The borough's top cop has admitted that Sutton is facing increasing demands from other borough's for its officers.

Changes made by London mayor Boris Johnson to the capital's policing model last year made it easier for police officers to be moved away from their regular beats to provide cover for major events and incidents elsewhere in the capital.

Although this has always been possible, Detective Chief Superintendent Guy Ferguson, Sutton's Borough Commander, told the Sutton Community Police Forum he has been "grappling with unprecedented demand" from other boroughs in recent months.

Despite the pressure, crime in Sutton did fall last year and the borough continues to be one of the safest in London.

Speaking at a meeting on Thursday, Det Ch Supt Ferguson said: "One thing we've grappled with is an unprecedented demand for aid in central London and at other events.

"The pressure on us in the last few months has been difficult compared to what we would like it to be.

"The aspiration is still to staff our wards as well as we can but that has been challenging and that is across the board.

"Overall we're doing OK in terms of reductions year-on-year. If we get more than we expect on any ward then we do move people across but that's just making the best use of the resources that we have."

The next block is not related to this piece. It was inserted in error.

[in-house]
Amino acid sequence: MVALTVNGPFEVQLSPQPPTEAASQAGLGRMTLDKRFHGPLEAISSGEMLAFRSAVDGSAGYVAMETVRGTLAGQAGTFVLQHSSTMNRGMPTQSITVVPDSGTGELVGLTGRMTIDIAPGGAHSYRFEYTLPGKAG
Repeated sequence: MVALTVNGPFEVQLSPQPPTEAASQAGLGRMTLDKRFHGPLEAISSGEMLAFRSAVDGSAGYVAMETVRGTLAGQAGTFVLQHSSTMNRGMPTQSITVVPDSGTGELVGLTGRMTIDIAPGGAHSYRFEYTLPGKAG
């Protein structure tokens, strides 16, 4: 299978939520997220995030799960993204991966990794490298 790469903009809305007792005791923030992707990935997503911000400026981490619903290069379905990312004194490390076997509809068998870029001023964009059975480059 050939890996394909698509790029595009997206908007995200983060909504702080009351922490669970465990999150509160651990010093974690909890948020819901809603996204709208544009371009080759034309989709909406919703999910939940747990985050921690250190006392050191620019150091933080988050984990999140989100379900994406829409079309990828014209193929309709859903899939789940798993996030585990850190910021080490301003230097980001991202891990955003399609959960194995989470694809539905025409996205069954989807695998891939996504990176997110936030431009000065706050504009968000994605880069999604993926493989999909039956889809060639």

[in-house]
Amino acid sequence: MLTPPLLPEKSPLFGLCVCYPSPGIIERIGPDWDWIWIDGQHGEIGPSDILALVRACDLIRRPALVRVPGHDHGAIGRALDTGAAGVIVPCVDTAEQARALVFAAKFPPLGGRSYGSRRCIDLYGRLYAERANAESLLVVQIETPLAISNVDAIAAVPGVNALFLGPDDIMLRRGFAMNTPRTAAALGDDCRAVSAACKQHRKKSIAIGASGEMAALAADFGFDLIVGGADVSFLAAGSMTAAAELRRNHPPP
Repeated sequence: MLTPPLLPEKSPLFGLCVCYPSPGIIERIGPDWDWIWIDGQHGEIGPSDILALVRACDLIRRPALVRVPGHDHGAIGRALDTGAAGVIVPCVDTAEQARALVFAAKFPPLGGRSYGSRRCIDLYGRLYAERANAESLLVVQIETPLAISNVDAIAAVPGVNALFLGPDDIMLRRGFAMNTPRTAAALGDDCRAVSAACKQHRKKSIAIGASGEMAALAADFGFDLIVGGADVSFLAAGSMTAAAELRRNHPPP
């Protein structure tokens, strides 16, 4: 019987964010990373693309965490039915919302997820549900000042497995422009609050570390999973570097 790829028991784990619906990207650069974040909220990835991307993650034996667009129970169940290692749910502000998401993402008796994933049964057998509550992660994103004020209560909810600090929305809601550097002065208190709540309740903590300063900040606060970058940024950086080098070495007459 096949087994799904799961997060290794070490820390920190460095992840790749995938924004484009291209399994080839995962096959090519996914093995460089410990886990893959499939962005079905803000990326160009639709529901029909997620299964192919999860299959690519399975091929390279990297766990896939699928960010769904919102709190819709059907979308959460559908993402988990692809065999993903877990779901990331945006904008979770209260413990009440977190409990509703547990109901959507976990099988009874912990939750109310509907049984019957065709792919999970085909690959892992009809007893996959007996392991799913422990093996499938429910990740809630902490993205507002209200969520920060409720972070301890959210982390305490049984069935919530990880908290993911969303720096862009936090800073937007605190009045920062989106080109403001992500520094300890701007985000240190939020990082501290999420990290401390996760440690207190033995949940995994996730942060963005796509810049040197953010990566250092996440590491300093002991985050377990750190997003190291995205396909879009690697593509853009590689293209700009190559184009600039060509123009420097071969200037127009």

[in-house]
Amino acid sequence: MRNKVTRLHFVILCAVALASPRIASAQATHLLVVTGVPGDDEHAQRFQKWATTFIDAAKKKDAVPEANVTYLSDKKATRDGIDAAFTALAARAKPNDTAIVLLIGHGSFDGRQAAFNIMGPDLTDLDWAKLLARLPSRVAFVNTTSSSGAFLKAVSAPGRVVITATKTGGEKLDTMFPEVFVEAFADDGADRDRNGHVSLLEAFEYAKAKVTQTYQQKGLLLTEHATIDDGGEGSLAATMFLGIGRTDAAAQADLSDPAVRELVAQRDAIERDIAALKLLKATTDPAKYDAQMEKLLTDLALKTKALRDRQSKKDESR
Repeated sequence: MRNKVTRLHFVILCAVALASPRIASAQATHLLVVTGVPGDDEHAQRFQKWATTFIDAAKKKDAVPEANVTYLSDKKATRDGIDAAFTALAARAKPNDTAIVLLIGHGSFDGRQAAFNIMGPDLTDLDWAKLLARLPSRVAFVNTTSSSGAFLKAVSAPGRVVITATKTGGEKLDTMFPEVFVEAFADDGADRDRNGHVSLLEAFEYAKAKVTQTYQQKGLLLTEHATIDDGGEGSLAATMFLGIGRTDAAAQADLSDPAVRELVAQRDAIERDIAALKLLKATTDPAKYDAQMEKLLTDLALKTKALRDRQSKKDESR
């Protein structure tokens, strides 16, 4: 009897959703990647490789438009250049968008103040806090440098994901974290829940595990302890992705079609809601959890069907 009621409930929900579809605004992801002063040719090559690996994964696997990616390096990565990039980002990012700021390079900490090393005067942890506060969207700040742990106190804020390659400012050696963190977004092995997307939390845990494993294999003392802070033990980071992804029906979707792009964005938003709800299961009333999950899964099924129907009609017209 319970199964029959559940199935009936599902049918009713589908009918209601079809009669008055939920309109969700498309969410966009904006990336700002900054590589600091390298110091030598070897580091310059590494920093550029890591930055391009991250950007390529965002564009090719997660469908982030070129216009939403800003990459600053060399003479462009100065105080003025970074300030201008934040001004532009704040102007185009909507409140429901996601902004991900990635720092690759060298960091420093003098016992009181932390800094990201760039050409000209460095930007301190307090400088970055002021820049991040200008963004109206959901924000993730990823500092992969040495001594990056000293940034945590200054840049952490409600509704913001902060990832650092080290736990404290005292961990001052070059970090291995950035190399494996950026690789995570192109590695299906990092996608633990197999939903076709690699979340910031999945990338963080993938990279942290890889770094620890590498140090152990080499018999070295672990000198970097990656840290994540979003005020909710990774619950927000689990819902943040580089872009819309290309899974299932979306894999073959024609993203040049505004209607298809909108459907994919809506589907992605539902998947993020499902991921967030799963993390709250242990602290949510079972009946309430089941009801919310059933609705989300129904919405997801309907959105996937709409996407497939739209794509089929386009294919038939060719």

The model by which London is policed was revised by the Mayor's Office for Police and Crime (MOPAC) last year resulting in a net increase in officers dedicated to Sutton but with greater flexibility in how they are allocated as well as the closure of a police point in Wallington.

Crime was down last year compared to 2012 in every month except January when a spike in numbers of thefts caused an increase. In December 2013 there were 167 fewer crimes than in December the previous year. There were 40 fewer burglaries, a crime commonly associated with the festive period.

One of Sutton's biggest crime problems is organised gangs of burglars coming in from other areas of the capital to carry out crime, according to Det Ch Supt Ferguson. He said: "If you compare the number of burglaries we have with other boroughs, the numbers are tiny.

"We have two burglaries a day, on average, but there are spikes. Where other boroughs have problems with chaotic drug addicts who commit burglaries, we tend to get more professional teams that come across and are more difficult. But we are alert to this and respond to it with great vigour."